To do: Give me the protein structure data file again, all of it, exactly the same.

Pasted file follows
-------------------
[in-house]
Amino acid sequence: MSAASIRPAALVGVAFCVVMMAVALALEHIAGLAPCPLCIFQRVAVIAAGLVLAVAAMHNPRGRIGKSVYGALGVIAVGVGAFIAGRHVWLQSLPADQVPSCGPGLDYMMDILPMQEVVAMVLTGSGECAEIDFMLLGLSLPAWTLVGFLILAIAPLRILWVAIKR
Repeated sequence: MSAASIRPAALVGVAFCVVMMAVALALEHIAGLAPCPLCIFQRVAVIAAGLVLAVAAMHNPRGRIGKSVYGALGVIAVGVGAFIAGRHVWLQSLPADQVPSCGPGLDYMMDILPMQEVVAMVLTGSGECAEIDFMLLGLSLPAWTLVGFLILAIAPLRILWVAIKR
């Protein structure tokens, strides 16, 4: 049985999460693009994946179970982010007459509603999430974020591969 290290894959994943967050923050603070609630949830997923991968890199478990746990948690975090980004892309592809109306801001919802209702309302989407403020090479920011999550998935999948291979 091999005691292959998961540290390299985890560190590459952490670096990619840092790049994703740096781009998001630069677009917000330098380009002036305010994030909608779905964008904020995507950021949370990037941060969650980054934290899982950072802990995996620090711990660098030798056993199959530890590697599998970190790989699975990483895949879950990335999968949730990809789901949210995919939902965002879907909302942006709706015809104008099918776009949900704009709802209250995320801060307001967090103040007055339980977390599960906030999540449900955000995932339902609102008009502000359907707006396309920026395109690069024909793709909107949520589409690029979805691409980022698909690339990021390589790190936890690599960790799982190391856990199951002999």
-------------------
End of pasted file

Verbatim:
[in-house]
Amino acid sequence: MSAASIRPAALVGVAFCVVMMAVALALEHIAGLAPCPLCIFQRVAVIAAGLVLAVAAMHNPRGRIGKSVYGALGVIAVGVGAFIAGRHVWLQSLPADQVPSCGPGLDYMMDILPMQEVVAMVLTGSGECAEIDFMLLGLSLPAWTLVGFLILAIAPLRILWVAIKR
Repeated sequence: MSAASIRPAALVGVAFCVVMMAVALALEHIAGLAPCPLCIFQRVAVIAAGLVLAVAAMHNPRGRIGKSVYGALGVIAVGVGAFIAGRHVWLQSLPADQVPSCGPGLDYMMDILPMQEVVAMVLTGSGECAEIDFMLLGLSLPAWTLVGFLILAIAPLRILWVAIKR
């Protein structure tokens, strides 16, 4: 049985999460693009994946179970982010007459509603999430974020591969 290290894959994943967050923050603070609630949830997923991968890199478990746990948690975090980004892309592809109306801001919802209702309302989407403020090479920011999550998935999948291979 091999005691292959998961540290390299985890560190590459952490670096990619840092790049994703740096781009998001630069677009917000330098380009002036305010994030909608779905964008904020995507950021949370990037941060969650980054934290899982950072802990995996620090711990660098030798056993199959530890590697599998970190790989699975990483895949879950990335999968949730990809789901949210995919939902965002879907909302942006709706015809104008099918776009949900704009709802209250995320801060307001967090103040007055339980977390599960906030999540449900955000995932339902609102008009502000359907707006396309920026395109690069024909793709909107949520589409690029979805691409980022698909690339990021390589790190936890690599960790799982190391856990199951002999």